“We need to be teaching them how to grow food and where it comes from,” she explained.
Pitchfork & the Pan dinners do just that as every single thing guests eat is introduced in the food hub’s effort to get back to the authenticity of a family dinner.
The fruit and vegetables featured in the hors d’oeuvres, salad, entrée, and dessert came from Patrick and Diane Bollinger of Foothill Roots Farm in Meadow Vista, Calif.
The Bollingers introduced themselves to diners of the evening, saying they decided to start a farm while they were still living in Kings Beach.
“It doesn’t get fresher than the Food Hub. You don’t get access typically to such fresh ingredients; they are literally picked to order. You order the produce you want and it’s at your door the next day,” said Scott Yorkey, guest chef of the evening.
The main event
Twinkling bistro lights set the atmosphere for the elegant dinner that doesn’t require an elegant dress code. The guests and hosts shared the same gratitude for being able to look at their plate and know exactly where every ingredient came from.
Each dinner is specially curated using the freshest seasonal ingredients available.
The first passed appetizer was a spoon filled with goat cheese mousse and topped with crispy German butterball chip carrot, golden beet and chive. Next came a cantaloupe velouté with candied lemon peel as a delightful summer soup.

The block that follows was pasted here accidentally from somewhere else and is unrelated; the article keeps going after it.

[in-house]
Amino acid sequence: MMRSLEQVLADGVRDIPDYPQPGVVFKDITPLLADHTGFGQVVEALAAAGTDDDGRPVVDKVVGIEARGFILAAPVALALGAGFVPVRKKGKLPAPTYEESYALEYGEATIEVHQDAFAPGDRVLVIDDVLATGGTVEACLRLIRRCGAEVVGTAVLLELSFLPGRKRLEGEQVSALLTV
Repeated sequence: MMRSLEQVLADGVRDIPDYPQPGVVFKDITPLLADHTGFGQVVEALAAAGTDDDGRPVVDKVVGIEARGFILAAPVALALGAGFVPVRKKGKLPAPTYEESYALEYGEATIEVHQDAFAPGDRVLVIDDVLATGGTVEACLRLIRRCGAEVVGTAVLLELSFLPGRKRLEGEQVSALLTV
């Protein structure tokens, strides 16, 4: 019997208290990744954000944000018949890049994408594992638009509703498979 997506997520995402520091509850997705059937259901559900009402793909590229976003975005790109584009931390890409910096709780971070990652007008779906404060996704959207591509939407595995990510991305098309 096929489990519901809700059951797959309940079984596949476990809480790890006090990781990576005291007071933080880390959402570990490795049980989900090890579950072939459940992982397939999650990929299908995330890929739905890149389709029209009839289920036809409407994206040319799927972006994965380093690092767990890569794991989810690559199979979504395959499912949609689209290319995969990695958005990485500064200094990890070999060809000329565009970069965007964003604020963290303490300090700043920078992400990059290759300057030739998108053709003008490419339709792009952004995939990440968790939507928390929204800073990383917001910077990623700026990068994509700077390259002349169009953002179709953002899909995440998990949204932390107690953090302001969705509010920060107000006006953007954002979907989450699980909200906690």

The final hors d’oeuvre was carrot keftedes served with a cilantro tzatziki.
As guests made their way to their seats with a fresh glass of Illanta wine, volunteers served enormous salads on platters designed to share among the tables.
Roasted heirloom tomato, red leaf lettuce, fresh mozzarella and basil were all beautifully arranged on the platters, drizzled in a calolea balsamic reduction.
The vegetables were so delicious, no one left a single one left as guests put aside their salad plates toward the end of the course and just began picking off the remaining tomatoes with their forks, family style.
For the main course, the chefs prepared a braised pork shoulder with Grass Valley Grains white corn polenta served two ways, carrot mousseline, confit golden beet, cured pork belly, shallot and Achiote jus.
Everything on the plate was incredible and the chefs’ innovation in serving both the pork and polenta two ways made for a really exciting flavor adventure.
Through mouthwatering bites of gourmet food, guests were engaging in thoughtful conversation about where and how we eat and how we could improve our current methods.
“The only reason we participate in farmers markets is to educate people on what some of these advertising buzz words mean,” explained Matt Wheat of Elephant Rock Farms.
“’Free range’ means the chicken has access to the outdoors, but doesn’t mention for how long. And the word ‘pastured’ is misleading too; one man’s pasture is another man’s postage stamp. My chickens are out roaming and being animals,” he said.